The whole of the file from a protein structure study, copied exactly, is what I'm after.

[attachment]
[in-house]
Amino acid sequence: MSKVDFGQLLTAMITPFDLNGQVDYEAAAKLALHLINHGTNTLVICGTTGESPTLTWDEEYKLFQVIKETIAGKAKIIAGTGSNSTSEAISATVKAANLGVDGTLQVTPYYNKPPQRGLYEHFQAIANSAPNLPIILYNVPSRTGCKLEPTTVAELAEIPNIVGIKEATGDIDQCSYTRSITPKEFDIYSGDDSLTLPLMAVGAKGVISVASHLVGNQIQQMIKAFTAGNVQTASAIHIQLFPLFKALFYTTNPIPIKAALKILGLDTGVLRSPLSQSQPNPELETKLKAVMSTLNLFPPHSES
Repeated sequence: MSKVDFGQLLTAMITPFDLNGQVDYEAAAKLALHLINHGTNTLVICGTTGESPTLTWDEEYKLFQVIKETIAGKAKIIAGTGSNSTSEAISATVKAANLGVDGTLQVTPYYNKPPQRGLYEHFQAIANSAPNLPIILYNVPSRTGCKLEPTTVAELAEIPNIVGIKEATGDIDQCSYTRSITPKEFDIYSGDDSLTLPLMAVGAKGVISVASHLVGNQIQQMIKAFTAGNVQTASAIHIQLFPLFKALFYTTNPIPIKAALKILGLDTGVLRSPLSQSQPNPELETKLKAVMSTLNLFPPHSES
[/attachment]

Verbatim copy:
[in-house]
Amino acid sequence: MSKVDFGQLLTAMITPFDLNGQVDYEAAAKLALHLINHGTNTLVICGTTGESPTLTWDEEYKLFQVIKETIAGKAKIIAGTGSNSTSEAISATVKAANLGVDGTLQVTPYYNKPPQRGLYEHFQAIANSAPNLPIILYNVPSRTGCKLEPTTVAELAEIPNIVGIKEATGDIDQCSYTRSITPKEFDIYSGDDSLTLPLMAVGAKGVISVASHLVGNQIQQMIKAFTAGNVQTASAIHIQLFPLFKALFYTTNPIPIKAALKILGLDTGVLRSPLSQSQPNPELETKLKAVMSTLNLFPPHSES
Repeated sequence: MSKVDFGQLLTAMITPFDLNGQVDYEAAAKLALHLINHGTNTLVICGTTGESPTLTWDEEYKLFQVIKETIAGKAKIIAGTGSNSTSEAISATVKAANLGVDGTLQVTPYYNKPPQRGLYEHFQAIANSAPNLPIILYNVPSRTGCKLEPTTVAELAEIPNIVGIKEATGDIDQCSYTRSITPKEFDIYSGDDSLTLPLMAVGAKGVISVASHLVGNQIQQMIKAFTAGNVQTASAIHIQLFPLFKALFYTTNPIPIKAALKILGLDTGVLRSPLSQSQPNPELETKLKAVMSTLNLFPPHSES